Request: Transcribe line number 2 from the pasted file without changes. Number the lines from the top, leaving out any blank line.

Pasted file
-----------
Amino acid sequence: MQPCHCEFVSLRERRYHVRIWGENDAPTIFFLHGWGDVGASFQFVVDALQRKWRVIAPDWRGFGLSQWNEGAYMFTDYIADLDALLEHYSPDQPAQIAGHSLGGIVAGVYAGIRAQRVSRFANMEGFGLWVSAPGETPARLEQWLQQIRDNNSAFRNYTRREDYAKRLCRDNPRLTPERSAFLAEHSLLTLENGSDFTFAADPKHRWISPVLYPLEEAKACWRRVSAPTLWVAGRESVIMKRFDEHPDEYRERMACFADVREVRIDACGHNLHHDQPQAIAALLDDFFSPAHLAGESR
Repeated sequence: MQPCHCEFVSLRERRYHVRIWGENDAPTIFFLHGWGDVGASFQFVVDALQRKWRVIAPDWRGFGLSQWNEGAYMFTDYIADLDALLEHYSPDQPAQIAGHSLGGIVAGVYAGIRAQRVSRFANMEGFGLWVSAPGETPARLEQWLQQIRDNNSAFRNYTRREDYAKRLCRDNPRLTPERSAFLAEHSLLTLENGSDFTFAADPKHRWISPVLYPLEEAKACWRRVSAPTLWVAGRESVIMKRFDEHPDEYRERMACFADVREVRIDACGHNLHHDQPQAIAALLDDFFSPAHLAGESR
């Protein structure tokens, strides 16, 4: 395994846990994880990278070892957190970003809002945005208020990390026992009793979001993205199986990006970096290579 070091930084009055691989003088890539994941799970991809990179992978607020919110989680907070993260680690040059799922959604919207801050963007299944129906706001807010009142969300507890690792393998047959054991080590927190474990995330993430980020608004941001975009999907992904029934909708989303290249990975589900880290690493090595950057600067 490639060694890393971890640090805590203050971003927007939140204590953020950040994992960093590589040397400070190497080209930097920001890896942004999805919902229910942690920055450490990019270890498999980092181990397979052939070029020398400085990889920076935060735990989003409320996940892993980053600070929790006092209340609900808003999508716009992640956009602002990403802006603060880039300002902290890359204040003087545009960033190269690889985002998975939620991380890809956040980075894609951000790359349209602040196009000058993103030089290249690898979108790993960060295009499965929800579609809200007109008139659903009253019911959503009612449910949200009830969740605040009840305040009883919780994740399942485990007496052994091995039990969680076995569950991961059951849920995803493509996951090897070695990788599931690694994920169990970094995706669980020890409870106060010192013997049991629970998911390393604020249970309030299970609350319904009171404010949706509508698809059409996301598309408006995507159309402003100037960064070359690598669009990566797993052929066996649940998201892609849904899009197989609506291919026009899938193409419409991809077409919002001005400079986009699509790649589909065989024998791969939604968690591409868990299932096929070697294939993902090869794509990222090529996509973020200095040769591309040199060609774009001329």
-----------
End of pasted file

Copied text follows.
Repeated sequence: MQPCHCEFVSLRERRYHVRIWGENDAPTIFFLHGWGDVGASFQFVVDALQRKWRVIAPDWRGFGLSQWNEGAYMFTDYIADLDALLEHYSPDQPAQIAGHSLGGIVAGVYAGIRAQRVSRFANMEGFGLWVSAPGETPARLEQWLQQIRDNNSAFRNYTRREDYAKRLCRDNPRLTPERSAFLAEHSLLTLENGSDFTFAADPKHRWISPVLYPLEEAKACWRRVSAPTLWVAGRESVIMKRFDEHPDEYRERMACFADVREVRIDACGHNLHHDQPQAIAALLDDFFSPAHLAGESR